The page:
These are the top 5 questions homeowners ask us about their roof/siding replacement process. Hopefully these answers can help you avoid some serious pitfalls. Please feel free to call us with any questions you may have. Doing the right things up front can help you avoid serious problems down the road.

Q. A roofing company told me that insurance isn't required because our homeowner's insurance would cover any issues. They also said that by doing the job on a Sunday, they can avoid having to get a permit. They said they can save me over $2,000 on my roof replacement. Is this true?

In a word...NO. If a worker get's hurt, or your neighbors property is damaged they will most likely sue you. Your homeowners insurance policy will not cover you if your contractor is uninsured or if a permit is not pulled. Fraudulent contractors will often tell you that your homeowners policy will cover you and that they can save you money...they can cost you your home.

Q. I just hired a siding company to re-side our house. On the first day they've already managed to tear down the old material and have put up 1/2 of a wall. My neighbor had his house re-sided recently and asked to take a look at the work. He pulled on the siding and it was nailed tight...it would not move at all. I thought this was good but he tells me that the siding is supposed to be able to move sideways if it's installed properly. He says it may warp...what should I do?

Tell them to stop! Properly installed siding will be nailed in firmly but with space for the shingles to expand and contract as per temperature variations. In the winter it will contract, in the summer it will expand. If they are nailed in too tightly or too loosely they will probably warp and it will look terrible. Not to mention that it can allow for water to damage your interior.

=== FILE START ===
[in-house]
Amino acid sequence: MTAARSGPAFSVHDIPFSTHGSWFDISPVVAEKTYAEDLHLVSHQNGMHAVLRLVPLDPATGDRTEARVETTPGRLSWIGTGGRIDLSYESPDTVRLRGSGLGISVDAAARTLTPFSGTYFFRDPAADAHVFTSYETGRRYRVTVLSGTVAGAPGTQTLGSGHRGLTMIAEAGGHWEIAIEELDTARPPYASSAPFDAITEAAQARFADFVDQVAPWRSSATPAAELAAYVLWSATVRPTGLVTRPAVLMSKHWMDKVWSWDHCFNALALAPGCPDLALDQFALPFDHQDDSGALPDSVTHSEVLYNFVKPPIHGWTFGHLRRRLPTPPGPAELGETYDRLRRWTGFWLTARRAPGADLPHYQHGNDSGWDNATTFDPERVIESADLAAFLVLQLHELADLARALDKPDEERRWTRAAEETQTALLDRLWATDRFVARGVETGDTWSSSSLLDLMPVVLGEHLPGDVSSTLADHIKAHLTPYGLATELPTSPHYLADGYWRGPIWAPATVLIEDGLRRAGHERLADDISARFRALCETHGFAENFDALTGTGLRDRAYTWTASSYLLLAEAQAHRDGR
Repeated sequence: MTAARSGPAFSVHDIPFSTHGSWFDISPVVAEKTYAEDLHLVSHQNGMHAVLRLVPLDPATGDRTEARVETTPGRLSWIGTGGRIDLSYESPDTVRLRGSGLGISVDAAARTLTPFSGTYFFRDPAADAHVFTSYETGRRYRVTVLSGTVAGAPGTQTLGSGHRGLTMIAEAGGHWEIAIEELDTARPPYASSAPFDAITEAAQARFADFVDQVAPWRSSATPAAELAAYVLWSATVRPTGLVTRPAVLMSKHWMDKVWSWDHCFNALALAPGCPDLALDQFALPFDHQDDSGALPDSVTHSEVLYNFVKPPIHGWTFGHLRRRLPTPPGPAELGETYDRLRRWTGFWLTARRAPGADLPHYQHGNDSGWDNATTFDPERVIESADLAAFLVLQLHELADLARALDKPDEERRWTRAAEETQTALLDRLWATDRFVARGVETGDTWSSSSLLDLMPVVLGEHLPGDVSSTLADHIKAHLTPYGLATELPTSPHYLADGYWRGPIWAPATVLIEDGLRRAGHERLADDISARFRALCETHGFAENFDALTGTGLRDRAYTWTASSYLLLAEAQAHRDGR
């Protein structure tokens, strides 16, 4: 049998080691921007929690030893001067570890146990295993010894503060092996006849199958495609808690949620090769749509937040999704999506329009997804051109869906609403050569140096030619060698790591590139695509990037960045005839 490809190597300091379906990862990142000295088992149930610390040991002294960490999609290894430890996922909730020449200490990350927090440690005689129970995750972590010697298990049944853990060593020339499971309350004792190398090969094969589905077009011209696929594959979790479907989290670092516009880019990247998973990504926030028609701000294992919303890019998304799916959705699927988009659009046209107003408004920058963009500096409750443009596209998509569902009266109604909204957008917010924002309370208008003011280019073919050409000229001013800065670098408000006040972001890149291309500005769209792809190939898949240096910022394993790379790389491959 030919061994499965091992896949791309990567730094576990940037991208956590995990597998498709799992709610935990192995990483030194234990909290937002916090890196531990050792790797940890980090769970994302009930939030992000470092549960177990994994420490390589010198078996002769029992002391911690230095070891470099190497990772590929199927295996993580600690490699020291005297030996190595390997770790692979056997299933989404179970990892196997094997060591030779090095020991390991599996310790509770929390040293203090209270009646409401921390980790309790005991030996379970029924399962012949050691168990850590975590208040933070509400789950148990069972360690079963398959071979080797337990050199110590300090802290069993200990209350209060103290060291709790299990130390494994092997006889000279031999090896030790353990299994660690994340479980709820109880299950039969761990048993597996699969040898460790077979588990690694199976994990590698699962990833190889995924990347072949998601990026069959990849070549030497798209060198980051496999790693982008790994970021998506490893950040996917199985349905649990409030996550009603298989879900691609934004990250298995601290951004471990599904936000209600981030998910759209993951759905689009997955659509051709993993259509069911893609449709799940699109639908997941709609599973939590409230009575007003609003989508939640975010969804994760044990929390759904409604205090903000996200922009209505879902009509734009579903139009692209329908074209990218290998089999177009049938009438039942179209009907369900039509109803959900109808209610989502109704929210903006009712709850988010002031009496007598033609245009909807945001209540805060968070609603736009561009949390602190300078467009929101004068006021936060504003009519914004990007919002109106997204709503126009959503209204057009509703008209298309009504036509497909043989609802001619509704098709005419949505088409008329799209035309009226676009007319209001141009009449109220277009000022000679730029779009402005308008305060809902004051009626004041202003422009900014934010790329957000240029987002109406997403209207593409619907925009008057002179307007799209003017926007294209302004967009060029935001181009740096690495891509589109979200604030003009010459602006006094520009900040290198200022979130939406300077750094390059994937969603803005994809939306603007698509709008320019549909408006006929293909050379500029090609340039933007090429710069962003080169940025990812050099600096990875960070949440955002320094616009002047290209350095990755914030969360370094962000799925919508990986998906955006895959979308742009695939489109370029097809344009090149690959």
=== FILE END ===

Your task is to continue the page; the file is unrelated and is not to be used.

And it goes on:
At this point, your best bet is probably to cut your losses and get a new contractor.

Q. A roofer told me that he could save me about $1,500 by layering the new roof over the old roof? He said it was legal. Is that true?

In some jurisdictions it is legal, however, you are putting 0ver 7,000 pounds of extra weight on your roof. That can do serious damage to the roof's framing especially when
you consider that each inch of snow weighs 1 pound per square foot. That means that a snow storm with 1 foot of snow weighs approximately 24,000 pounds. That kind of weight can cause serious damage.

Q. A siding company gave us a written quote. It was a few thousand dollars less than other quotes we've gotten. I noticed that it does not include insulation and the material is .040 gauge while other quotes included insulation and the material is .044. My husband says it's ok, as long as it looks good and we save $3,000. Is he right?

Most happily married men know that usually, their wives are right...you certainly are!...lol. It does make a big difference....044 gauge material is considerably stronger and much more likely to survive a baseball hitting it or a branch crashing into it during a thunderstorm. 3/8 inch insulation behind it not only keeps your home warmer in the winter, but it strengthens the shingles themselves making cracks much less likely. Remind him that cutting corners almost always costs you more in the long run and that a husband who has a happy wife, has a happy life...

Q. A roofing company told us that upon inspecting the roof, they believe the roof has some structural damage. We know that's true because we have a leak and the roof seems to sag. The sales rep gave us an estimate instead of a quote because he said there is no way of knowing how much it will cost to replace the damaged framing until the old roof is ripped off. When it's torn off, then he can tell us how much it'll cost to replace the framing. Is that right?

Sort of...it's true that you can't really tell the extent of framing damage to a roof until the old roof is torn off. However, a reputable company will tell you how much it will cost to replace each piece of sheathing and each rafter. This way, if you need 3 sheathing planks and 4 rafters, you'll know how much the cost should be...also, make sure they provide good pictures.